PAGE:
John Mayer’s popularity in the UK has taken a long time to build. It wasn’t until his fifth album Born and Raised last year that he scored a Top 10 even though he’s been topping the charts in the US since the release of his second album Heavier Things in 2003. Regardless it shows that hard work and quality music eventually pays off and it looks like his momentum is continuing in the UK with new album Paradise Valley matching the number 4 peak of Born and Raised.
Paradise Valley is quite different in sound from previous album Born and Raised. Musically it revisits the Heavier Things and Continuum eras with Mayer putting his incredible guitar skills at the forefront. Generally the music is a little more laidback and relaxed, and less country, than his last record instead opting for a folk-rock sound instead. Opening number Wildfire, which was given away as an instant download with pre-orders of the album, is a punchy number containing lots of Mayer’s trademark guitar licks and riffs.
After a few listens to the album it strikes you that Paradise Valley is much more restrained than we expect from Mayer. He sounds relaxed and freer than you’d expect considering he had vocal surgery shortly before the recording of the album. Thankfully that has done nothing to affect his voice and he sounds as great as ever. The gorgeous Paper Doll is one of the early highlights on the record whilst the simple Badge and Gun verges on country territory with its acoustic arrangement and almost lullaby like melody.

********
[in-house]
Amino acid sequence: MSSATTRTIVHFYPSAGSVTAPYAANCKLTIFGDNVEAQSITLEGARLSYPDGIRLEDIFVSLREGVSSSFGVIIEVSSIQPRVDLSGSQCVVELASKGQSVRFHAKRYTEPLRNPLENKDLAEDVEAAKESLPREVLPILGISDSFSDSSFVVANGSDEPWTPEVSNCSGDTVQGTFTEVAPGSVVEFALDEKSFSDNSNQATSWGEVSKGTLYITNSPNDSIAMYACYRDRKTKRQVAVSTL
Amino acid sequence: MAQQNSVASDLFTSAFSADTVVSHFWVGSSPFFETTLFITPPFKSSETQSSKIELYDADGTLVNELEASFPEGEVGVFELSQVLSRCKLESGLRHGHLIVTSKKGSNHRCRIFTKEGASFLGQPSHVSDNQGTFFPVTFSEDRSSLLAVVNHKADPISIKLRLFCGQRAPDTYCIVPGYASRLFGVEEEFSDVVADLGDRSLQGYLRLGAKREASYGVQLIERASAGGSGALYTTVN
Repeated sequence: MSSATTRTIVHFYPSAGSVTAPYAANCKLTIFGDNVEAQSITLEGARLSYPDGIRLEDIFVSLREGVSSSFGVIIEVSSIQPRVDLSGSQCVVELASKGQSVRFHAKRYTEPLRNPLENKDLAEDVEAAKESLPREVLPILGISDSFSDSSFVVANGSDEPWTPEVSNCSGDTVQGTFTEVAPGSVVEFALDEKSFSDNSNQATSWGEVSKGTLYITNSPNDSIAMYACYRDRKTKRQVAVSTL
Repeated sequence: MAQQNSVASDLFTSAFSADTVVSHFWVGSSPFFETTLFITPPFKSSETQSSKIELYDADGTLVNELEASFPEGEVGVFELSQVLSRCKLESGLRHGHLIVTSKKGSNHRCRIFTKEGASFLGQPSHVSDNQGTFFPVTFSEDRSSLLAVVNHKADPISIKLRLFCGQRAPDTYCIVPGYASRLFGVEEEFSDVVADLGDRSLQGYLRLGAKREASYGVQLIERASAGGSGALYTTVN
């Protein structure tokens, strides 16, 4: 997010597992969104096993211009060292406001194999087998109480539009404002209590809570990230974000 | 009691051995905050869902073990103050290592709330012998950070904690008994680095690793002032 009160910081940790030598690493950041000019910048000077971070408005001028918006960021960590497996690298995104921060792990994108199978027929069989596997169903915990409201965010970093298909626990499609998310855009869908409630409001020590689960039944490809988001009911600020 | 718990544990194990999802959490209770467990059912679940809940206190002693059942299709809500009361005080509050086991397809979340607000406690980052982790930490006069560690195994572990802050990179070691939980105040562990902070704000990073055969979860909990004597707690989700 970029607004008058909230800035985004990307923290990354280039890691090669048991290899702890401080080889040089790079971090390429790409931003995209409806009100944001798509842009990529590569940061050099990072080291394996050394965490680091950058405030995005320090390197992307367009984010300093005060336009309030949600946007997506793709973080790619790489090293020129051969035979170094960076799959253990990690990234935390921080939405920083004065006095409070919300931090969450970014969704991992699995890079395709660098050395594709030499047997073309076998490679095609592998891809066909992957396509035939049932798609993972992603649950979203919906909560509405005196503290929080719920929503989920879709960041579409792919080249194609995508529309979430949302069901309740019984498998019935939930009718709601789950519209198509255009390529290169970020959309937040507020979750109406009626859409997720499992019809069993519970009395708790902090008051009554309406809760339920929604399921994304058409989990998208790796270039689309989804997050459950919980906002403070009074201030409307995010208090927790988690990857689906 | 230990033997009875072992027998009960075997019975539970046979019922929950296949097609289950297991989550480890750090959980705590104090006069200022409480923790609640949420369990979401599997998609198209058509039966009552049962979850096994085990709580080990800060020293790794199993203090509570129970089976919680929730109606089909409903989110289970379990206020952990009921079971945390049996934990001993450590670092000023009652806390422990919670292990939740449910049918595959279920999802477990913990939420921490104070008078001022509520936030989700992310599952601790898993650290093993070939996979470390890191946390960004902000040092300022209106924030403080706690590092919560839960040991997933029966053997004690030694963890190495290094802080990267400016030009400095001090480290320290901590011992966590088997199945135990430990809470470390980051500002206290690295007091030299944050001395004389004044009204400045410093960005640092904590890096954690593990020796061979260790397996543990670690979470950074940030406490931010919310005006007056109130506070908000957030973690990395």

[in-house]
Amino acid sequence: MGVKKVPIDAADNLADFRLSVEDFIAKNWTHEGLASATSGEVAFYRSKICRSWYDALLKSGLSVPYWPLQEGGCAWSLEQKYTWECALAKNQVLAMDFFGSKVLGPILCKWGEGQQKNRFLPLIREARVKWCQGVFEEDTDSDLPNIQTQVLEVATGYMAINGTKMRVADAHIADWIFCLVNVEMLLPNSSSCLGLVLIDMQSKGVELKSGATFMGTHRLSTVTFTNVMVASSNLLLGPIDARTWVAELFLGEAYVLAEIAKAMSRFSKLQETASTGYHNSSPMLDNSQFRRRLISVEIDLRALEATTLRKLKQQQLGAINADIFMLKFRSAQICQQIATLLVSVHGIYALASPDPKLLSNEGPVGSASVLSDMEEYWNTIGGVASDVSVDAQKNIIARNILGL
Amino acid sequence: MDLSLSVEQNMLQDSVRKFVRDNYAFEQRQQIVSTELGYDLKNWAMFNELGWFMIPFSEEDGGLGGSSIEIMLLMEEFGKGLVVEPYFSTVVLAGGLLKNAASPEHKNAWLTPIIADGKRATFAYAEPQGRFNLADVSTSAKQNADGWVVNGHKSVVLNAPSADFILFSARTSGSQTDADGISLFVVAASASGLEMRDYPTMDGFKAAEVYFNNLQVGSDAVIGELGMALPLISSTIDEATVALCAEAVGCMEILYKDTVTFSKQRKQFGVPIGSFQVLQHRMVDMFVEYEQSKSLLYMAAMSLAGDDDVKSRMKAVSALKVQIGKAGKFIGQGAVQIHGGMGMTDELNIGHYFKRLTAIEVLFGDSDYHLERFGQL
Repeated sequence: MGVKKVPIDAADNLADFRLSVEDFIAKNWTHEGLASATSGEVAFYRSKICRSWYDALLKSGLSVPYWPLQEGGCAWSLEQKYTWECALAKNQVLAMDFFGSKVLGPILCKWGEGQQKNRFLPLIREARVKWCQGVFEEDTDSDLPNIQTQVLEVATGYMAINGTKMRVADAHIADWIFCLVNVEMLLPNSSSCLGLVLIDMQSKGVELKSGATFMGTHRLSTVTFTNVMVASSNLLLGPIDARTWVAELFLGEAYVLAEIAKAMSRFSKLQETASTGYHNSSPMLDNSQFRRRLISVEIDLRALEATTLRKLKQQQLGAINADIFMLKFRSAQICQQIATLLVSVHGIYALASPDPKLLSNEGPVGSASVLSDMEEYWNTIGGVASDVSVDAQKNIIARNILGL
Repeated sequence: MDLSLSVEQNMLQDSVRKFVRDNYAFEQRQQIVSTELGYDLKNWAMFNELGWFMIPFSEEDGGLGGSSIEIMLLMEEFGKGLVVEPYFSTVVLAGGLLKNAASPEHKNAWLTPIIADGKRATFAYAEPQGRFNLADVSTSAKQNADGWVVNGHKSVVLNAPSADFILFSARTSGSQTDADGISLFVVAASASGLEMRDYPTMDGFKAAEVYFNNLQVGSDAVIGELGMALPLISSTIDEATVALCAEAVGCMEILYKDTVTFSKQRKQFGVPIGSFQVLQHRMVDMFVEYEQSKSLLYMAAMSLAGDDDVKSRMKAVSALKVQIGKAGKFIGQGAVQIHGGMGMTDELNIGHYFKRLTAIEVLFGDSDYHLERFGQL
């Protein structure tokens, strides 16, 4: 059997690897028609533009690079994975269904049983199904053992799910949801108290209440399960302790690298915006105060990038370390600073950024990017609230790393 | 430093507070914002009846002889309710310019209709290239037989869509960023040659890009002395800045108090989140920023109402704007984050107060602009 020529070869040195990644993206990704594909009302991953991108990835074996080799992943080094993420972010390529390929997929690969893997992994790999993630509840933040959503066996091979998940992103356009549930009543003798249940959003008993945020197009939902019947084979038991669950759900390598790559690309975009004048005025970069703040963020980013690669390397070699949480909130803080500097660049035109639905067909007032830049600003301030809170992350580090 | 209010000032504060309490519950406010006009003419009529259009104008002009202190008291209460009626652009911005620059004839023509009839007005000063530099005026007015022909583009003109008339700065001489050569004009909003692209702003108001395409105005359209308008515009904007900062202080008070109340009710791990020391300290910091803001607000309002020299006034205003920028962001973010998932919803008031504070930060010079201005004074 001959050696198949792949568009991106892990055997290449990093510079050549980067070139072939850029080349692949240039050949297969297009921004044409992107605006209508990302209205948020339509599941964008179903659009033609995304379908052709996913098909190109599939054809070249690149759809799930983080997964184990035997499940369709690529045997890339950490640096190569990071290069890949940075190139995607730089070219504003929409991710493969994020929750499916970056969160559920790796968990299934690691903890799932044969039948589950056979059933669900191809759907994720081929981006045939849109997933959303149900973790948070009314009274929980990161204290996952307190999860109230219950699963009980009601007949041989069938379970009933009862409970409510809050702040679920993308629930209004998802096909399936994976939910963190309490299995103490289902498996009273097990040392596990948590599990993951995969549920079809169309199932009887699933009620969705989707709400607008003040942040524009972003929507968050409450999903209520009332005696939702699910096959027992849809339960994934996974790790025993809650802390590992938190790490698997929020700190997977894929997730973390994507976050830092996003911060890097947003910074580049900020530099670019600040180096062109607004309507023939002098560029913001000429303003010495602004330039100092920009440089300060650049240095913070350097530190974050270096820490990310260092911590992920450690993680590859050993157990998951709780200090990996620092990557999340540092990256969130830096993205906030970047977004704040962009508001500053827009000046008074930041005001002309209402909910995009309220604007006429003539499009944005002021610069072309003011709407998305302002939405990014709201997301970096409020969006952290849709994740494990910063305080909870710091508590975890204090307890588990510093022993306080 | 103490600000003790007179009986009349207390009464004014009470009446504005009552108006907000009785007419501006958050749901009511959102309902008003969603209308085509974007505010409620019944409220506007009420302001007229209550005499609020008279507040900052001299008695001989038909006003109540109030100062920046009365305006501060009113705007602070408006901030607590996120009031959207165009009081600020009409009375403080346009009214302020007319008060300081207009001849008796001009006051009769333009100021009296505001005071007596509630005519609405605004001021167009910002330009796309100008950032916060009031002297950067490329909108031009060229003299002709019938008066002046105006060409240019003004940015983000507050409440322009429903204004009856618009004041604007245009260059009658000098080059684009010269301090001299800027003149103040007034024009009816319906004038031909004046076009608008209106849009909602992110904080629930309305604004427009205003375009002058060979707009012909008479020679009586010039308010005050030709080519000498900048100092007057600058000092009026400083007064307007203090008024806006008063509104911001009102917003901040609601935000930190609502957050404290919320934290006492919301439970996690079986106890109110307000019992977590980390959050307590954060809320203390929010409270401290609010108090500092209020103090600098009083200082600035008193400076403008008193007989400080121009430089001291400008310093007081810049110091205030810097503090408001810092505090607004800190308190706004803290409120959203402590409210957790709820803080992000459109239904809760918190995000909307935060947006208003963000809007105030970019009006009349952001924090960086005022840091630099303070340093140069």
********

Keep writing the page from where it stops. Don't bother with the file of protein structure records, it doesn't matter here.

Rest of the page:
The song that has received the most buzz pre-release is Mayer’s duet with girlfriend Who You Love. On paper it sounds like it shouldn’t work but what people forget is that Perry started off with a guitar-driven sound before evolving into the popstar she is today. Lyrically the song explores Mayer’s chequered, and well-documented, love-life. A lot of his breakups have been very much in the public eye and it feels like he’s coming to peace with that part of his life on this song. Perry’s contribution is very different to what people will expect and the song is a surprisingly sweet and emotive number.
Elsewhere on the record he puts a little laidback soul into the acoustic-led Dear Marie, injects a little uptempo blues into the fantastic Call Me The Breeze, and You’re No One ‘Til Someone Lets You Down reminds you a little of the great Johnny Cash. The album’s most surprising moment comes on the reprise of Wildfire which features Frank Ocean. Like the Perry duet it shouldn’t work but it actually is very effective.
Paradise Valley is another strong record from Mayer. Whilst we don’t feel it quite reaches the highs of previous albums, it’s still head and shoulders above the majority of music out there. Mayer is a gifted songwriter, singer and guitarist; there’s really no one else like him in the industry at the moment. We’re glad to see his UK success continuing and we can’t wait to hear him play this record live later in the year.